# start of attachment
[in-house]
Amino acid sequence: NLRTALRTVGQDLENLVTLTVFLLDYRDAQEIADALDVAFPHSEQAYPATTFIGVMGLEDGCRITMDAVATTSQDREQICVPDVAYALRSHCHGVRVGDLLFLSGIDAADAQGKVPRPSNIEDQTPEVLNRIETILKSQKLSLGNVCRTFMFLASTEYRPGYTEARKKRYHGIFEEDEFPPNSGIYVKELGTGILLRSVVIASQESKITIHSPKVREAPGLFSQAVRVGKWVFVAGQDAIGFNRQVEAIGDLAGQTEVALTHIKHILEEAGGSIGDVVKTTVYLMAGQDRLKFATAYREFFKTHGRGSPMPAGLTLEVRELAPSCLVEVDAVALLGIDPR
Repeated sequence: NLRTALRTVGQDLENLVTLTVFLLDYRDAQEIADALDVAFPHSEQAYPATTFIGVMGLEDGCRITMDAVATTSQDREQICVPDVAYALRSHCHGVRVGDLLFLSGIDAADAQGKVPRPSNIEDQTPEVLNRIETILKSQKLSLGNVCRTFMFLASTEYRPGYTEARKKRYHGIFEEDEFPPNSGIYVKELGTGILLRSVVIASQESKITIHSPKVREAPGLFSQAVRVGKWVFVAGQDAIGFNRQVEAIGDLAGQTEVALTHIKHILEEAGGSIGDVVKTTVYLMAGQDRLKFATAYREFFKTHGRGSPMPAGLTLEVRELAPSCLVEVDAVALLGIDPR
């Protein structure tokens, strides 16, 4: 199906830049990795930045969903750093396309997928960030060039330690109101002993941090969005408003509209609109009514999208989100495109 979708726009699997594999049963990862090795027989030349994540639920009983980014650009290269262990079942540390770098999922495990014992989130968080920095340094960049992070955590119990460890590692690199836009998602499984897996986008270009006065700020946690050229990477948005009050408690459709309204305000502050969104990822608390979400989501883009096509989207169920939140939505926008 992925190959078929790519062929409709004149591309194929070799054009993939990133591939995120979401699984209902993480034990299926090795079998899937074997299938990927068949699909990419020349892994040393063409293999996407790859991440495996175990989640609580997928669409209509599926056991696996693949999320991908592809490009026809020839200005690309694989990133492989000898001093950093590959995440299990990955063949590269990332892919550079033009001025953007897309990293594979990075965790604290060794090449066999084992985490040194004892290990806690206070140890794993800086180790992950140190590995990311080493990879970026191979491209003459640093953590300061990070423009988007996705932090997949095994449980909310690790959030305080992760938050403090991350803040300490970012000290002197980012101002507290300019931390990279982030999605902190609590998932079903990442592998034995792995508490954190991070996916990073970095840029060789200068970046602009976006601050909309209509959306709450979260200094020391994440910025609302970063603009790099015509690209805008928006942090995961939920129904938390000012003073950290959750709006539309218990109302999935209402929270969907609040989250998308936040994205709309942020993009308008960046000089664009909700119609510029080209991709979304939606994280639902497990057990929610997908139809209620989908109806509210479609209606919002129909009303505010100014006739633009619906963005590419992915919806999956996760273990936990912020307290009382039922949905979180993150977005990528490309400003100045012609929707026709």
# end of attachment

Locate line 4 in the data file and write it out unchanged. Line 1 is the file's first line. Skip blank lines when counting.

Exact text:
């Protein structure tokens, strides 16, 4: 199906830049990795930045969903750093396309997928960030060039330690109101002993941090969005408003509209609109009514999208989100495109 979708726009699997594999049963990862090795027989030349994540639920009983980014650009290269262990079942540390770098999922495990014992989130968080920095340094960049992070955590119990460890590692690199836009998602499984897996986008270009006065700020946690050229990477948005009050408690459709309204305000502050969104990822608390979400989501883009096509989207169920939140939505926008 992925190959078929790519062929409709004149591309194929070799054009993939990133591939995120979401699984209902993480034990299926090795079998899937074997299938990927068949699909990419020349892994040393063409293999996407790859991440495996175990989640609580997928669409209509599926056991696996693949999320991908592809490009026809020839200005690309694989990133492989000898001093950093590959995440299990990955063949590269990332892919550079033009001025953007897309990293594979990075965790604290060794090449066999084992985490040194004892290990806690206070140890794993800086180790992950140190590995990311080493990879970026191979491209003459640093953590300061990070423009988007996705932090997949095994449980909310690790959030305080992760938050403090991350803040300490970012000290002197980012101002507290300019931390990279982030999605902190609590998932079903990442592998034995792995508490954190991070996916990073970095840029060789200068970046602009976006601050909309209509959306709450979260200094020391994440910025609302970063603009790099015509690209805008928006942090995961939920129904938390000012003073950290959750709006539309218990109302999935209402929270969907609040989250998308936040994205709309942020993009308008960046000089664009909700119609510029080209991709979304939606994280639902497990057990929610997908139809209620989908109806509210479609209606919002129909009303505010100014006739633009619906963005590419992915919806999956996760273990936990912020307290009382039922949905979180993150977005990528490309400003100045012609929707026709």